If it’s any consolation…

December 17, 2019

by Martin Odoni

Last Thursday/Friday was pretty traumatic for the British left, but it was not entirely without points of satisfaction. The entire band of ‘CUKs’ that broke away from Labour back in February were wiped out completely. This was an especially well-deserved comeuppance for Chuka Umunna, Angela Smith and Luciana Berger, albeit for different reasons, and sums up the ten-month havoc of their entire laughable enterprise.

The Liberal Democrats, after months of aggressively bad-mouthing Labour and, especially, Jeremy Corbyn, had to learn humility the hard way, with the loss-of-seat for leader Jo Swinson – her second such fall in under five years – provoking smirks from both left and right. Her ridiculous, almost fanatical, declarations that she could become Prime Minister seemed risible to begin with, and now sound like the ravings of – yes I know I have used this comparison before – a certain cartoon character from the 1980’s….

Megaswin will crush the Autobots once and for all

Megaswin, leader of the Liberal Deceptocrats.

A special mention for the eternally hideous ex-Tory-now-Brexit-Party has-been, Ann Widdecombe: It was particularly delicious, what with her bigoted anti-LGBTQ views, to see her soundly beaten in Plymouth by incumbent Luke Pollard – a Labour MP who is openly gay.

But perhaps the biggest and most deserved comeuppance of all was bestowed upon the Democratic Unionist Party. They made the same idiotic mistake the LibDems made in 2010, shaking hands with the Devil, and are now paying the diabolical price. After the 2017 Election resulted in a Hung Parliament, there was a real danger that the treacherous Tories would be unable to form a Government. In stepped the ineffable DUP, agreeing a confidence-and-supply alliance to prop up Theresa May’s feeble administration. They ended up serving as its life-support until soon after Boris Johnson took over.

The clear hope of the DUP’s leader, Arlene Foster, was to use the balance-of-power she held in the House of Commons to prevent Brexit taking a form that aligned Northern Ireland to the Irish Republic and away from Great Britain i.e. a hard border in the Irish Sea between Ireland and Britain.

I wrote early in 2018 that Foster and her party were clearly being played for dupes (appropriate given the party’s acronym). The Tories were transparently refusing to commit to any one position on a settlement for an Irish border because they knew whichever arrangement they plumped for would be met with furious opposition from one quarter or another. If Foster, Nigel Dodds or Sammy Wilson had used an iota of common sense between them, they would have dropped the deal with May before the summer that year and left the Government to collapse. But they would not do so. This was partly because, so long as there was no new General Election, a Hung Parliament with them holding the balance-of-power would continue. Partly also, it was because they felt vindictive towards Jeremy Corbyn, who had a history of negotiating with Sinn Fein (NOTE FOR RIGHT-WING MOUTH-FOAMERS: Not with the Irish Republican Army. If you are going to insist that Sinn Fein and the IRA are one-and-the-same, then I insist that the DUP and the Ulster Defence Association are one-and-the-same, and the Tories thus have a history of formal political alliances with terrorists), which the DUP resent due to their general resentment of anyone ever hearing the Republican side of the Northern Irish story. Therefore, the DUP were determined to stop Corbyn from ever getting a real chance of reaching Downing Street.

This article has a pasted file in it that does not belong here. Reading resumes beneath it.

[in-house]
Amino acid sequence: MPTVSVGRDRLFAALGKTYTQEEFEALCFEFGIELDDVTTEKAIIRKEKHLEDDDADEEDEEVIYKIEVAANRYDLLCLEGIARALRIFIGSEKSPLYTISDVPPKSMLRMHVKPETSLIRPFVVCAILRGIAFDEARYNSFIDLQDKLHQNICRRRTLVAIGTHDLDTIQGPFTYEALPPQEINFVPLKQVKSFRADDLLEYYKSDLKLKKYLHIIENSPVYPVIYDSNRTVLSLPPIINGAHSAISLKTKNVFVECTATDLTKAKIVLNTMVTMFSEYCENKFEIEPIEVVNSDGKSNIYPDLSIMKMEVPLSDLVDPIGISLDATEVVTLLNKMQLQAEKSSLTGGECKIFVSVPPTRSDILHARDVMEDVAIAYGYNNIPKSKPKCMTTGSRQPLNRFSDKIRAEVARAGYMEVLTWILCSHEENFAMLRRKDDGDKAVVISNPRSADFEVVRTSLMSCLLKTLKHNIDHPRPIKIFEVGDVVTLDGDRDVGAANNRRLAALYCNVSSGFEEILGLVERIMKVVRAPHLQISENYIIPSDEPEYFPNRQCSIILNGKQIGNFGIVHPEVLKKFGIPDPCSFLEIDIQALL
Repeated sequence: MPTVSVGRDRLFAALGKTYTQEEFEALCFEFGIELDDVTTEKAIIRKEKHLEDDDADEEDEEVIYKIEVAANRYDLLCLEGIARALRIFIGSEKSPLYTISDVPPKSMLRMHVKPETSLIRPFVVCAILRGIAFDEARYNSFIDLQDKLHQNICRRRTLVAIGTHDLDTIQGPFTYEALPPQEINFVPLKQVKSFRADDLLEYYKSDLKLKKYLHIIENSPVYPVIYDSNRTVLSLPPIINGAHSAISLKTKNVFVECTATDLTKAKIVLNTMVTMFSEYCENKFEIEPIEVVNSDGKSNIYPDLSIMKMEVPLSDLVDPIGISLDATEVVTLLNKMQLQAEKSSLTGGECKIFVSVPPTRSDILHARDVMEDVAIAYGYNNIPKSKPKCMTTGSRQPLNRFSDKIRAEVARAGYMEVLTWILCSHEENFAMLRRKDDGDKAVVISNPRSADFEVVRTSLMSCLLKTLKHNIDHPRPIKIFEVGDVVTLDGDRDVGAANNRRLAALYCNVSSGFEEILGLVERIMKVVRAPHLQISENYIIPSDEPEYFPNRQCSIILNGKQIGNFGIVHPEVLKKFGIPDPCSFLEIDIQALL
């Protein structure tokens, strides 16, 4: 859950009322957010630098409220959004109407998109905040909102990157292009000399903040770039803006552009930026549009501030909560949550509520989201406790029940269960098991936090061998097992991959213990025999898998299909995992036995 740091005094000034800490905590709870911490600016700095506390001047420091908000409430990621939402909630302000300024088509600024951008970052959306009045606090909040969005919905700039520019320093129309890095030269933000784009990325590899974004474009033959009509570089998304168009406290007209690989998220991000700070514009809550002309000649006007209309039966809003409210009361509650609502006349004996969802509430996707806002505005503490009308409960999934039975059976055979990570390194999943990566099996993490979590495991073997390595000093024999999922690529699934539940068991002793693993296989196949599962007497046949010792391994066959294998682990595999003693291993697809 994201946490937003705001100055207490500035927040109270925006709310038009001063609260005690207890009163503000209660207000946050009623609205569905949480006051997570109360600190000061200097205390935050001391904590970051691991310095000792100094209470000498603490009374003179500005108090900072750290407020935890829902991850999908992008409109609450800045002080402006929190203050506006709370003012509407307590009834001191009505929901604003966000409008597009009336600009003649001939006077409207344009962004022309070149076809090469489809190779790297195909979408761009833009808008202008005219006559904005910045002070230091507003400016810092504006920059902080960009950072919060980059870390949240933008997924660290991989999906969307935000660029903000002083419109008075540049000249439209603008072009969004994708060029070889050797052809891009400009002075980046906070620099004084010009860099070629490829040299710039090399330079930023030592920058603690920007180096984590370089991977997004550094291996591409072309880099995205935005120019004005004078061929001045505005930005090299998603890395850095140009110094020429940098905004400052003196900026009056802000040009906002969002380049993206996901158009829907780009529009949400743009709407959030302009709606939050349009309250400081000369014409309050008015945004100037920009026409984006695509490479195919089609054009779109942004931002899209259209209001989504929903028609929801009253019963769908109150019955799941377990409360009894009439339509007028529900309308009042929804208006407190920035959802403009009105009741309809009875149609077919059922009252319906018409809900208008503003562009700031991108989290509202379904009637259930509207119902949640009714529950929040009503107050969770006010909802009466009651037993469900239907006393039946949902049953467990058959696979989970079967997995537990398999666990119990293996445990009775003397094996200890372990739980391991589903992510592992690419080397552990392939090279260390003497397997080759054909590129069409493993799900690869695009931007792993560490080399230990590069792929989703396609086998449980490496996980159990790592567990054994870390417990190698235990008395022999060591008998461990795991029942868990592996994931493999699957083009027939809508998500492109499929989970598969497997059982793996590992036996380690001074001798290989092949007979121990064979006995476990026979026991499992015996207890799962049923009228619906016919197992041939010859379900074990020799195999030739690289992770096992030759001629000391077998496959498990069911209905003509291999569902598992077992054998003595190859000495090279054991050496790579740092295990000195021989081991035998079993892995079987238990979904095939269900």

This near-sighted stubbornness hit its moral low point earlier this year when it became irretrievably clear that May could not continue as Prime Minister. She fell to the heaviest defeat ever to befall a sitting British Government, as her Bill proposing a departure deal from the European Union was resoundingly rejected by over two-thirds of MPs – including the DUP themselves. It should have been incontestable at that point that May had to go, and her Government with her. But when Corbyn tabled the inevitable Motion of No Confidence in the Government, the DUP reversed tracks within 24 hours, voting to support the Prime Minister and keep the Government standing.

The DUP’s help proved decisive; had they voted the other way, the Motion would have been passed by one vote, and in all likelihood, there would have been a new General Election called within the fortnight. Given the dismal Tory polling at that point, they would surely have been out. Instead, the Tories retained what control there was, long enough at least for May to be pressured out of office on her own, and for the Tories to get the benefit of a ‘honeymoon period’ for their new leader to win the General Election last week.

The DUP got what they deserved

The DUP kept putting their trust in the Conservative Party, when it was clear what it would lead to, out of stubborn hatred for Jeremy Corbyn. Now they are reaping what they sowed.

Now, the DUP are reaping the toxic harvest of their own lack of morals and intelligence. For Boris Johnson, with a fairly large majority, does not need the DUP’s support to stay in power, and can just ignore them. And he is doing precisely that. The deal he is trying to push through before Christmas effectively slams the very border the DUP did not want in the Irish Sea, and aligns North to South on the island of Ireland itself. And there is nothing they can do to stop it.

If only they had chosen good sense, rather than paranoia and spite, at the crucial moment when the need to side with Corbyn was so obvious. Oh well, DUP, I might have felt a twinge of pity for you in another life. As it is, I can only shrug and point out that I did warn you.